My original issue wasn't with wear on the "battery" but rather mechanical wear of the gear train. I should be concerned with battery life since I recently got a jeweler to quote replacing one in my wifes Eco Drive: the price $250 coincidentally what the watch cost me. I do accept evaporation and degridation of the oil would be inevitable and little different between running and not. As for battery chemistry. I understood that Eco Drives us a capacitor rather than a chemical cell. Is this correct and does anybody know what type of capacitor they are. Either way the stopped watch should hold charge for longer than a running one. I could store them on the dresser rather than in it.
    As for wearing them. Alas, my arms are too short and too few.

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    Re: Reducing Wear and Tear on Eco Drives

    Quote Originally Posted by Fridgmag View Post
    Thanks for your replys.
    My original issue wasn't with wear on the "battery" but rather mechanical wear of the gear train. I should be concerned with battery life since I recently got a jeweler to quote replacing one in my wifes Eco Drive: the price $250 coincidentally what the watch cost me. I do accept evaporation and degridation of the oil would be inevitable and little different between running and not. As for battery chemistry. I understood that Eco Drives us a capacitor rather than a chemical cell. Is this correct and does anybody know what type of capacitor they are. Either way the stopped watch should hold charge for longer than a running one.
    I found the importer's technical data sheet (Finnish text, sorry), which states the battery chemistry as "Titanium Lithium Ion". Also, Google picked up this: Citizen Eco Drive Power Generating and Storage system. It looks more like an advertising blurb, but it also mentions the titanium lithium ion chemistry. In English, it's basically a lithium ion battery that works at a lower voltage and somewhat more efficiently, the carbon electrodes having been replaced with titanium oxide.

    Judging by the specs available, the cell might be something like this. It is definitely not a capacitor, as all literature talks about a "secondary cell" or "battery" and mentions the titanium lithium ion chemistry. Lithium batteries will last long if it is used frequently with relatively shallow cycles.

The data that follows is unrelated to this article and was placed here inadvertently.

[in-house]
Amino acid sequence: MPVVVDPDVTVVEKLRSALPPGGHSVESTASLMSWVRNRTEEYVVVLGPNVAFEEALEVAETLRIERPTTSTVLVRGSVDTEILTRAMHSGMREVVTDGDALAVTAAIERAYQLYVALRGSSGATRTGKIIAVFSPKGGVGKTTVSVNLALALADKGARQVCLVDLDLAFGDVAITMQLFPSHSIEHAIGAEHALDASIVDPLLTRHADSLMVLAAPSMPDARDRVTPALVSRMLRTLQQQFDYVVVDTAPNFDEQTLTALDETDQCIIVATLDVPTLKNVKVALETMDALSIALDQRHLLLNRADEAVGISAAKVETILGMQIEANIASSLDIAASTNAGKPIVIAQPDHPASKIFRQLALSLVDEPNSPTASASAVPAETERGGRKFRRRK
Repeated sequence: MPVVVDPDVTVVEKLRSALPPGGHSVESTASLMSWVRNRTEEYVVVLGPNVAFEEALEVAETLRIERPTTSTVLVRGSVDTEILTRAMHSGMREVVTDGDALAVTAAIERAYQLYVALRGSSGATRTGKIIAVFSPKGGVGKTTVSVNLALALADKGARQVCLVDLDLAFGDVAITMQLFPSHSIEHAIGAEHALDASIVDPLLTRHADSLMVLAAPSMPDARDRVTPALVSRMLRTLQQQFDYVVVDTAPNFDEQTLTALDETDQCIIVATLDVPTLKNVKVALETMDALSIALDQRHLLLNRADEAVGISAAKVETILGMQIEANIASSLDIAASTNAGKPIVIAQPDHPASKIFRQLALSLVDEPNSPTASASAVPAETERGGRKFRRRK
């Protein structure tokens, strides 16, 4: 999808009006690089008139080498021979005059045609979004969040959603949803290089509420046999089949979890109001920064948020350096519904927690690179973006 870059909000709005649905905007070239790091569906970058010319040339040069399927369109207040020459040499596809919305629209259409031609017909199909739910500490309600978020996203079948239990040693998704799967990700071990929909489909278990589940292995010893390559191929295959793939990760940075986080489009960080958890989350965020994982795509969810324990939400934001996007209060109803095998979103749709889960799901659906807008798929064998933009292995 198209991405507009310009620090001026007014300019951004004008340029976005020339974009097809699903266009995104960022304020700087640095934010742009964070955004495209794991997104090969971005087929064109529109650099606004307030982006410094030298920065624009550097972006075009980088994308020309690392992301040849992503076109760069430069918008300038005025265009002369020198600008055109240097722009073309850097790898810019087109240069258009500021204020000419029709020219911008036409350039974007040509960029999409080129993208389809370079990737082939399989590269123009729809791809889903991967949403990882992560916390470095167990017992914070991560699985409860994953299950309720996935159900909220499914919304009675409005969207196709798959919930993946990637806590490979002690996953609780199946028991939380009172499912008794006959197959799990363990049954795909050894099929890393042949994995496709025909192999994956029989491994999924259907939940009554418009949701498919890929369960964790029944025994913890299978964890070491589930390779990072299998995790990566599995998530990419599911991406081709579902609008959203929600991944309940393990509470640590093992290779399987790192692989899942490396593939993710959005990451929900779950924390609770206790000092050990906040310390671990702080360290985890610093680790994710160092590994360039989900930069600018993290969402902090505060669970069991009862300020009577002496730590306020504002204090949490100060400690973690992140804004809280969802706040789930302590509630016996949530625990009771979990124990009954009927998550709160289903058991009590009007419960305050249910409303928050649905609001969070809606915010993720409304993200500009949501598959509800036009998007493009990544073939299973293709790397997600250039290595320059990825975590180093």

If one were to maximize the shelf life of both the movement and the battery, I would think that one possible way might be to store the watch as you suggested, with the crown pulled on top of the dresser.

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    Re: Reducing Wear and Tear on Eco Drives

    I think I'd try to use it as they intended. That means keeping it topped off and running. These watches should run for over 10 years without a problem if you do that. I've seen plenty of Citizens that I can tell were daily wearers that are still ticking away after a very long time.


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    Re: Reducing Wear and Tear on Eco Drives

    The Citizens use the MT-920 in several of it's variants over their range. Definitely a "battery".
    $250 is expensive for that replacement, Fridgmag, I'd shop around. The cells typically run in the $20 range. That price MAY be because the cell is truly buried in the movement or soldered in? At that price, I'd just replace it if I could.

    Josh
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    Re: Reducing Wear and Tear on Eco Drives

    I think you can send the watch in to Citizen and get the battery replaced for next to nothing. They guarantee it for life. While it's there, you can pay for a new crystal and other maintenance to be done to it. Shouldn't cost anywhere near $250. Talk to Citizen before some scam artist jeweler.


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    Re: Reducing Wear and Tear on Eco Drives

    Thanks for that excelent bit of information.

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    Re: Reducing Wear and Tear on Eco Drives

    Just to provide more info:
    My chrono Pilot AS4050 stops the seconds arm in the darkness, to resume the correct position when enough light gets to it.
    so no ticking in the darkness...